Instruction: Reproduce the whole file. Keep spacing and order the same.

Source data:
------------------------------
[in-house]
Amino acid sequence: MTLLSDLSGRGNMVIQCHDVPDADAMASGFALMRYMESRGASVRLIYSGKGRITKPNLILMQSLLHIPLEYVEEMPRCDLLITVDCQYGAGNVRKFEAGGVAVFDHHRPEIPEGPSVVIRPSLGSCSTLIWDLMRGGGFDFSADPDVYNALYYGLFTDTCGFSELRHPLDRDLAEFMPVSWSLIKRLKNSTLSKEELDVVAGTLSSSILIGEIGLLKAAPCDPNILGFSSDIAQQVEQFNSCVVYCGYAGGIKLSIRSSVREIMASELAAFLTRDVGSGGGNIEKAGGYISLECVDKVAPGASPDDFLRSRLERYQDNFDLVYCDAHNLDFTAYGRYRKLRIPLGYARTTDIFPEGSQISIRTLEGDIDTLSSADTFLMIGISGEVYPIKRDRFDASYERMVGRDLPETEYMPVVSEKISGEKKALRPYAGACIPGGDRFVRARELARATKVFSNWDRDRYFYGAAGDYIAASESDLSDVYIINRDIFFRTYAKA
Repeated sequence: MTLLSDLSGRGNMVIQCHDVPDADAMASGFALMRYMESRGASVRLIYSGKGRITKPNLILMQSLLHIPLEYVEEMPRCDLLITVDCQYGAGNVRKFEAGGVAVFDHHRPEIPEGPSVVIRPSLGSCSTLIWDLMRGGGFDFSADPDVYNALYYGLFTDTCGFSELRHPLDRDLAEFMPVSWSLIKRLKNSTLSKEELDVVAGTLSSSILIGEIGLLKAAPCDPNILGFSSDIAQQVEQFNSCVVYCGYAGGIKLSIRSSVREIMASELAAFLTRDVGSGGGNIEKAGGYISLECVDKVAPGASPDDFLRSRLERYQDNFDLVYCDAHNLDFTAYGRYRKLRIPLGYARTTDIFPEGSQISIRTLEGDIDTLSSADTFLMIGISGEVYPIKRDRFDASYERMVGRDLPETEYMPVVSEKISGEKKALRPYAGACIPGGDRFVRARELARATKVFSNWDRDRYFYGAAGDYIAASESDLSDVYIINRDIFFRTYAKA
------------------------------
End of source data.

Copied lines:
[in-house]
Amino acid sequence: MTLLSDLSGRGNMVIQCHDVPDADAMASGFALMRYMESRGASVRLIYSGKGRITKPNLILMQSLLHIPLEYVEEMPRCDLLITVDCQYGAGNVRKFEAGGVAVFDHHRPEIPEGPSVVIRPSLGSCSTLIWDLMRGGGFDFSADPDVYNALYYGLFTDTCGFSELRHPLDRDLAEFMPVSWSLIKRLKNSTLSKEELDVVAGTLSSSILIGEIGLLKAAPCDPNILGFSSDIAQQVEQFNSCVVYCGYAGGIKLSIRSSVREIMASELAAFLTRDVGSGGGNIEKAGGYISLECVDKVAPGASPDDFLRSRLERYQDNFDLVYCDAHNLDFTAYGRYRKLRIPLGYARTTDIFPEGSQISIRTLEGDIDTLSSADTFLMIGISGEVYPIKRDRFDASYERMVGRDLPETEYMPVVSEKISGEKKALRPYAGACIPGGDRFVRARELARATKVFSNWDRDRYFYGAAGDYIAASESDLSDVYIINRDIFFRTYAKA
Repeated sequence: MTLLSDLSGRGNMVIQCHDVPDADAMASGFALMRYMESRGASVRLIYSGKGRITKPNLILMQSLLHIPLEYVEEMPRCDLLITVDCQYGAGNVRKFEAGGVAVFDHHRPEIPEGPSVVIRPSLGSCSTLIWDLMRGGGFDFSADPDVYNALYYGLFTDTCGFSELRHPLDRDLAEFMPVSWSLIKRLKNSTLSKEELDVVAGTLSSSILIGEIGLLKAAPCDPNILGFSSDIAQQVEQFNSCVVYCGYAGGIKLSIRSSVREIMASELAAFLTRDVGSGGGNIEKAGGYISLECVDKVAPGASPDDFLRSRLERYQDNFDLVYCDAHNLDFTAYGRYRKLRIPLGYARTTDIFPEGSQISIRTLEGDIDTLSSADTFLMIGISGEVYPIKRDRFDASYERMVGRDLPETEYMPVVSEKISGEKKALRPYAGACIPGGDRFVRARELARATKVFSNWDRDRYFYGAAGDYIAASESDLSDVYIINRDIFFRTYAKA